KUALA LUMPUR: Eight men suspected of terrorist links with groups in Yemen had been planning to spread Salafi Jihadi extremist teachings in the region by making Malaysia its central hub.
Under the guise of an Islamic Learning Centre in Perlis, the cult aims to recruit new members and promote their teachings, which permit the killing of non-Muslims and even Muslims who do not follow their ways.
Sources said the students were required not to shave their beards while wearing trousers was a strict violation.
“One of the students was forced to study by himself because he insisted on wearing jeans.
“The rest of the group would not even acknowledge the student or even wish him ‘salam’,” a source told The Star.
“They are required to wake up early in the morning and surrender themselves fully to the cult’s doctrine.
“To them, life outside the cult is deemed secular which goes against their twisted version of Islam,” said the source, adding that regular work was not permitted as it would involve mingling between men and women.
Bukit Aman’s Counter Terrorism Division arrested the suspects in Perlis, Kuala Lumpur and Johor on Sept 24.
“We believe they are involved with the Islamic Learning centre in Perlis. Some of them are students while others are ex-students and former teachers,” said Inspector-General of Police Tan Sri Mohamad Fuzi Harun.
The arrests, he said, were made following shared intelligence between Bukit Aman and foreign intelligence agencies that a Yemen-based terrorist group had been planning to set up a learning centre in South-East Asia.
“Initial investigations showed that the suspects arrested have connections with a madrasah in Dammaj, Yemen, set up by Sheikh Muqbil Hadi Al Wadi’i, a Salafi Jihadi scholar.
“The madrasah follows the Salafi Jihadi teachings that permit the killing of non-Muslims and even Muslims who don’t follow their ways,” he said in a statement here yesterday.
The teachings, which also labelled the democratic system as “toghut” (un-Islamic), formed the basis of most terrorist groups, including the Islamic State (IS), al-Qaeda, Jemaah Islamiyah (JI), Boko Haram and the Abu Sayyaf Group, said Mohamad Fuzi.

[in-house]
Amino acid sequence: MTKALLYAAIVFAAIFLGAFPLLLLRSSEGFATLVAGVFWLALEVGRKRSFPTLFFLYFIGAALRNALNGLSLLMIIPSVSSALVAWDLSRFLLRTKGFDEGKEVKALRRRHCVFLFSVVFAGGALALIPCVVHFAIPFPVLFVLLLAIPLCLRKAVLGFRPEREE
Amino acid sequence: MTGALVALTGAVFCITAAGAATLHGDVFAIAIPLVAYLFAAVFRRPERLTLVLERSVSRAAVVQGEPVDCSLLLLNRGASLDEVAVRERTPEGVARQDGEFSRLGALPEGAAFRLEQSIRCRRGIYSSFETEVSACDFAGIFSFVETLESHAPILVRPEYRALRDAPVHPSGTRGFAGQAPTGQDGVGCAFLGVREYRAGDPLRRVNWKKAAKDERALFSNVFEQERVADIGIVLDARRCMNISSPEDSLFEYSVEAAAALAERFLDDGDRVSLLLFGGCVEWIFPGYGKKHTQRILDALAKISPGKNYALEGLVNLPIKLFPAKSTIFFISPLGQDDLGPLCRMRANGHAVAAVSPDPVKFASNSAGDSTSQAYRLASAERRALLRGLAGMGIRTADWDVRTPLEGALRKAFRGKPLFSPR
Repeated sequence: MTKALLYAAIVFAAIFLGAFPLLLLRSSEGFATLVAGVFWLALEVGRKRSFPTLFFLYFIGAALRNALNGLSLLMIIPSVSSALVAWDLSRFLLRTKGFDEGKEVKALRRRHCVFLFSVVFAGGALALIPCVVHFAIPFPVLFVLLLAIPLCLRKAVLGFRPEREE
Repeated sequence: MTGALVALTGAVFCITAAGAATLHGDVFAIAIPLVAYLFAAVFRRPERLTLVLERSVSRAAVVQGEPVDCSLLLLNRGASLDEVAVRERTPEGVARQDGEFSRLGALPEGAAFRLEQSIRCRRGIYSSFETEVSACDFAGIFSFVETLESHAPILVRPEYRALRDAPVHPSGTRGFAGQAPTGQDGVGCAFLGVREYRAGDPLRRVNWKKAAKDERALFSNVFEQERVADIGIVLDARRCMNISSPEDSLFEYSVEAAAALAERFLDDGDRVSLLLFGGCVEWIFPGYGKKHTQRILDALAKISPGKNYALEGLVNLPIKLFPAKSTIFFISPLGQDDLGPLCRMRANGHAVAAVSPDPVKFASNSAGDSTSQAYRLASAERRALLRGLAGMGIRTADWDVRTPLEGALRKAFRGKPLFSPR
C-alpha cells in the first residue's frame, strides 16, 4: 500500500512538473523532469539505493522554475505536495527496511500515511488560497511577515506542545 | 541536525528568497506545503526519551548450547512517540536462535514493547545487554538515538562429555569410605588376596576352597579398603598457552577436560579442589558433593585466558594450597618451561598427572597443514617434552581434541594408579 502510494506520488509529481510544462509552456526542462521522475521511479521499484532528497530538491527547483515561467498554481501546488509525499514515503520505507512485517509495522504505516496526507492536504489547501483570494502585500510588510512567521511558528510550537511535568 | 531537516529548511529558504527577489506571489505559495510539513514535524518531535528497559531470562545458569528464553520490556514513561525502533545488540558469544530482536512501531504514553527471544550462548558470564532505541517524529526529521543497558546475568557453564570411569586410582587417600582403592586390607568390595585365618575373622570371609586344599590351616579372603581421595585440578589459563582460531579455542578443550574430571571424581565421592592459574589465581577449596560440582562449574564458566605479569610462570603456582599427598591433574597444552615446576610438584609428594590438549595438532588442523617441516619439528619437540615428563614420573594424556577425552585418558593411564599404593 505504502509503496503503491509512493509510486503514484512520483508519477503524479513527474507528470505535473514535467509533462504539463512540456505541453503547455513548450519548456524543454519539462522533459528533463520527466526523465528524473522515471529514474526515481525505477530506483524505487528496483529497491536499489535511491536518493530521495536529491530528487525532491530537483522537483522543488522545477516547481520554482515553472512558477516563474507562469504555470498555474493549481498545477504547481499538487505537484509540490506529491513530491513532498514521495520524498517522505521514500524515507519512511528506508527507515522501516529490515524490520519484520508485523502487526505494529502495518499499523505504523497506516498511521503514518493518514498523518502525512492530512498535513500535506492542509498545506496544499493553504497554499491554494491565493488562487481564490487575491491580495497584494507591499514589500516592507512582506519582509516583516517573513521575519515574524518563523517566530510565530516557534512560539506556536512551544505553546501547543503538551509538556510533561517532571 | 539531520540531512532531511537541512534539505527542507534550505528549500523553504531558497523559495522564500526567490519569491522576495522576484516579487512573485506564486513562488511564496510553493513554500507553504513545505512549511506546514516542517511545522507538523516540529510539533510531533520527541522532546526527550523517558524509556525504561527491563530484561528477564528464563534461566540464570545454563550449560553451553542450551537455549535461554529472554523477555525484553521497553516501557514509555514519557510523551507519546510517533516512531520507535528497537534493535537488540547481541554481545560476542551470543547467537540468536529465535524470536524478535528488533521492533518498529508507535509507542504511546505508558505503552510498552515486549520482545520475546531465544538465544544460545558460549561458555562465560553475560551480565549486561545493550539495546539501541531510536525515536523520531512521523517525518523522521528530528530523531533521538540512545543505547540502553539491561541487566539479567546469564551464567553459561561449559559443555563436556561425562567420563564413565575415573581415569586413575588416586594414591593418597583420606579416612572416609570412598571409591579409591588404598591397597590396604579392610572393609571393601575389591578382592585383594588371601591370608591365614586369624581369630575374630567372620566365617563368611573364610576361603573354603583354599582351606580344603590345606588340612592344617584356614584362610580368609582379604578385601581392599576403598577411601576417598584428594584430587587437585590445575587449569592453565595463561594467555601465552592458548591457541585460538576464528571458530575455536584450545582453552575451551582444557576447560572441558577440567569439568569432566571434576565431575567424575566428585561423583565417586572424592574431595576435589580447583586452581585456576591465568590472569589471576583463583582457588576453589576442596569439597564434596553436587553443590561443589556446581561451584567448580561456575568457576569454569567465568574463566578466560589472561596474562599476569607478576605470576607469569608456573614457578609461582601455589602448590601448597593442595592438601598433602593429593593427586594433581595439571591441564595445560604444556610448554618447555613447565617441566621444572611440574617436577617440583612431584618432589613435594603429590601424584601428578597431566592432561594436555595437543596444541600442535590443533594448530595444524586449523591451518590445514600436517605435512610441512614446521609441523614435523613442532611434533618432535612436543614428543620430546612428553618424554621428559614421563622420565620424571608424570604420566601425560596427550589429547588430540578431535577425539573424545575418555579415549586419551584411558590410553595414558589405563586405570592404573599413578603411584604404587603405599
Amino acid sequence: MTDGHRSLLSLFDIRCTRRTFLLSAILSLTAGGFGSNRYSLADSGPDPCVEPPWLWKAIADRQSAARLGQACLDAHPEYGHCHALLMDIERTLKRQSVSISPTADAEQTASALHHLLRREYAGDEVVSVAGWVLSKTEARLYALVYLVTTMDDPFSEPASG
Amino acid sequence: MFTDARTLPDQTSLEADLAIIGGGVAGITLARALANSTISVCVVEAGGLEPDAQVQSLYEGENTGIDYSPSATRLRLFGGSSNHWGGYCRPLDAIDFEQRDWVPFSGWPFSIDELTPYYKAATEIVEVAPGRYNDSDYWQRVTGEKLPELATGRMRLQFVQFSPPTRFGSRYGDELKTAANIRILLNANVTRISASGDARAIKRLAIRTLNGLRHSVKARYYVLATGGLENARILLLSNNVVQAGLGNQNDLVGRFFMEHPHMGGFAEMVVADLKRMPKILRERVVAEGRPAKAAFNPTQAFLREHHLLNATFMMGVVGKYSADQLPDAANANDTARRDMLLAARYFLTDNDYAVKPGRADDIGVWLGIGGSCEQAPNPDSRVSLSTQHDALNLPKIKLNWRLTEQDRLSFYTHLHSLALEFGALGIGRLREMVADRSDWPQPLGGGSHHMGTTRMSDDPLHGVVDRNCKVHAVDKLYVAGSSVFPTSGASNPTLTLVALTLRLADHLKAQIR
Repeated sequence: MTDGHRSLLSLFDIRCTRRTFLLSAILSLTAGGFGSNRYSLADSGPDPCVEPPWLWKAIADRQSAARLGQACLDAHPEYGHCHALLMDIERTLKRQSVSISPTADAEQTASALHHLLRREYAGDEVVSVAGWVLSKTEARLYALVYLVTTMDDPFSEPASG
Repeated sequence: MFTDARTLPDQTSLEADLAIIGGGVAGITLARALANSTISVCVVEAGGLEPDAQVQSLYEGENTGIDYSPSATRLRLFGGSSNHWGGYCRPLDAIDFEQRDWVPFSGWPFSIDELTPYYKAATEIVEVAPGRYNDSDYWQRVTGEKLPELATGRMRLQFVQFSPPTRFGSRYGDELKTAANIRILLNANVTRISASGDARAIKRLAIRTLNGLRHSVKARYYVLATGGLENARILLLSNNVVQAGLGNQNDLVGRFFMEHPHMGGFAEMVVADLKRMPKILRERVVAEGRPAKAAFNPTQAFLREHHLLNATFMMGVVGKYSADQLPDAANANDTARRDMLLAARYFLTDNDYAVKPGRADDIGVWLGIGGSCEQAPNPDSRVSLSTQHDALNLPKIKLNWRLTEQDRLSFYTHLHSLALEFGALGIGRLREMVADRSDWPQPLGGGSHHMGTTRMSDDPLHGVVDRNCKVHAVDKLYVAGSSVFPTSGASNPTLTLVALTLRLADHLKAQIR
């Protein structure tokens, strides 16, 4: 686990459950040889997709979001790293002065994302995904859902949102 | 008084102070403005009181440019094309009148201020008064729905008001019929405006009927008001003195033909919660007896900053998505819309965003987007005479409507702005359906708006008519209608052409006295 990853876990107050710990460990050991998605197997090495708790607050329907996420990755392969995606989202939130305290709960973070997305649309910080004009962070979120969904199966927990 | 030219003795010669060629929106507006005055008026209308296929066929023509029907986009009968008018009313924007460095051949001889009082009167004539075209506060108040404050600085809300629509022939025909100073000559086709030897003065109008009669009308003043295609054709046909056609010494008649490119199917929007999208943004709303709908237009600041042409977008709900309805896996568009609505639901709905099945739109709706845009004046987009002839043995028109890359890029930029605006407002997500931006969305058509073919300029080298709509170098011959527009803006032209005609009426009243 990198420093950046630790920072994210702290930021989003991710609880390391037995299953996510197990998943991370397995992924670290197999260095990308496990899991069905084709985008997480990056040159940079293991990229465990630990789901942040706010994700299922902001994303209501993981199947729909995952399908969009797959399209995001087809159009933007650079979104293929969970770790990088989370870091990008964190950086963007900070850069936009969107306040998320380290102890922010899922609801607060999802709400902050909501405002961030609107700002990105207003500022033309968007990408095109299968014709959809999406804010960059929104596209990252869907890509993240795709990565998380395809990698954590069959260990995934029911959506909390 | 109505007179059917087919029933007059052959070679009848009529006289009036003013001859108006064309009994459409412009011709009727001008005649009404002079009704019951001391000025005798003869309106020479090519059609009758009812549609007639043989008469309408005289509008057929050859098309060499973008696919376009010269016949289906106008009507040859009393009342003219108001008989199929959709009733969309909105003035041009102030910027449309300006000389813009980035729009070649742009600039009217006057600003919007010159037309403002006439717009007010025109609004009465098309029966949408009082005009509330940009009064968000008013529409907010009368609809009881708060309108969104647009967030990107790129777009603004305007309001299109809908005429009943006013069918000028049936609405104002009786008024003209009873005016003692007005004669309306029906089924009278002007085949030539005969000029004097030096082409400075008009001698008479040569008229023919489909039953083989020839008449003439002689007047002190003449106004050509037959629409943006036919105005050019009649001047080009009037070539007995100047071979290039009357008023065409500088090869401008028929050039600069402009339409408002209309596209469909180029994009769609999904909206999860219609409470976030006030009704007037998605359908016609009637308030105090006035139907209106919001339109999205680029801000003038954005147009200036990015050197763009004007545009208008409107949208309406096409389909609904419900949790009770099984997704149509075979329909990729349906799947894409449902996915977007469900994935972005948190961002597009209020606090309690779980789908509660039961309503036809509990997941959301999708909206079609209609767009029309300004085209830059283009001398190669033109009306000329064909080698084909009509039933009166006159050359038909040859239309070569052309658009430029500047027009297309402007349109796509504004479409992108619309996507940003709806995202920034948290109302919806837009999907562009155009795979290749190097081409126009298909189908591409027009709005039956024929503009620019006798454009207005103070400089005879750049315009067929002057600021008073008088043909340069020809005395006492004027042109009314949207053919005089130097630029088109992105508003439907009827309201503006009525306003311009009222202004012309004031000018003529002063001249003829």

“This is not the first time that terror elements have tried to spread Salafi Jihadi teachings in the country. JI leaders Abdullah Sungkar and Abu Bakar Basyir set up schools in Negri Sembilan and Johor in 1985 but we managed to put a stop to it,” he said.
Mohamad Fuzi said the first series of arrests in Perlis involved five Europeans and another from the American continent, aged between 24 and 38.
“We believe all six have connections with IS as well as other terror cells in the region. They are all students of the centre in Perlis,” he said.
One of those arrested was the brother-in-law of a militant from a neighbouring country, who had undergone weapons training, he added.
The seventh suspect arrested was a 33-year-old Middle Eastern man in Kuala Lumpur, who was a teacher at the centre, said Mohamad Fuzi.
“We believe he has been spreading Salafi Jihadi teachings in the Klang Valley under the guise of conducting Islamic classes,” he said.
The last arrest was that of a 32-year-old Malaysian man in Muar, Johor, who was a student at the centre in 2014.
The suspects were arrested under the Security Offences (Special Measures) Act 2012 (Sosma). A total of 433 militants have been detained since February 2013.